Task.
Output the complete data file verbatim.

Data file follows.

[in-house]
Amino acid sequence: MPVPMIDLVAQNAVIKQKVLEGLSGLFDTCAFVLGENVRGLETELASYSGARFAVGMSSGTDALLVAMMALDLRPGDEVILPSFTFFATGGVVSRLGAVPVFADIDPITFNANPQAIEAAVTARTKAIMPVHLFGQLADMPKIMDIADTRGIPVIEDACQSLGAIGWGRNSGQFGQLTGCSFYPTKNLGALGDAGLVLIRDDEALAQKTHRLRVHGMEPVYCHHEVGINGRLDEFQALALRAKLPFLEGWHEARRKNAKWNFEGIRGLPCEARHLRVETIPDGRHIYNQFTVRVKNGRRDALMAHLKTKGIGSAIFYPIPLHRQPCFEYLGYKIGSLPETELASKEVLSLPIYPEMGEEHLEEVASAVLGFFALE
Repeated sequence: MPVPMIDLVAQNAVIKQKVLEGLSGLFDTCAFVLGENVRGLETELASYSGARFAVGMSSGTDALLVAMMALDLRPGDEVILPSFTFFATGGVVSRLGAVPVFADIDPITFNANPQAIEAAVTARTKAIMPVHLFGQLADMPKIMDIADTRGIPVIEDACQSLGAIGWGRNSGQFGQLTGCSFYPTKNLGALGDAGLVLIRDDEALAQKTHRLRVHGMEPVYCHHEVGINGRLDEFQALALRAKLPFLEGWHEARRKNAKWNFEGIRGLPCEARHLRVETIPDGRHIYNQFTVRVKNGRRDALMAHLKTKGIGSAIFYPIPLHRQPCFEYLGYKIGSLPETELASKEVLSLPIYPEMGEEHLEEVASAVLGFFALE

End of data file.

[in-house]
Amino acid sequence: MPVPMIDLVAQNAVIKQKVLEGLSGLFDTCAFVLGENVRGLETELASYSGARFAVGMSSGTDALLVAMMALDLRPGDEVILPSFTFFATGGVVSRLGAVPVFADIDPITFNANPQAIEAAVTARTKAIMPVHLFGQLADMPKIMDIADTRGIPVIEDACQSLGAIGWGRNSGQFGQLTGCSFYPTKNLGALGDAGLVLIRDDEALAQKTHRLRVHGMEPVYCHHEVGINGRLDEFQALALRAKLPFLEGWHEARRKNAKWNFEGIRGLPCEARHLRVETIPDGRHIYNQFTVRVKNGRRDALMAHLKTKGIGSAIFYPIPLHRQPCFEYLGYKIGSLPETELASKEVLSLPIYPEMGEEHLEEVASAVLGFFALE
Repeated sequence: MPVPMIDLVAQNAVIKQKVLEGLSGLFDTCAFVLGENVRGLETELASYSGARFAVGMSSGTDALLVAMMALDLRPGDEVILPSFTFFATGGVVSRLGAVPVFADIDPITFNANPQAIEAAVTARTKAIMPVHLFGQLADMPKIMDIADTRGIPVIEDACQSLGAIGWGRNSGQFGQLTGCSFYPTKNLGALGDAGLVLIRDDEALAQKTHRLRVHGMEPVYCHHEVGINGRLDEFQALALRAKLPFLEGWHEARRKNAKWNFEGIRGLPCEARHLRVETIPDGRHIYNQFTVRVKNGRRDALMAHLKTKGIGSAIFYPIPLHRQPCFEYLGYKIGSLPETELASKEVLSLPIYPEMGEEHLEEVASAVLGFFALE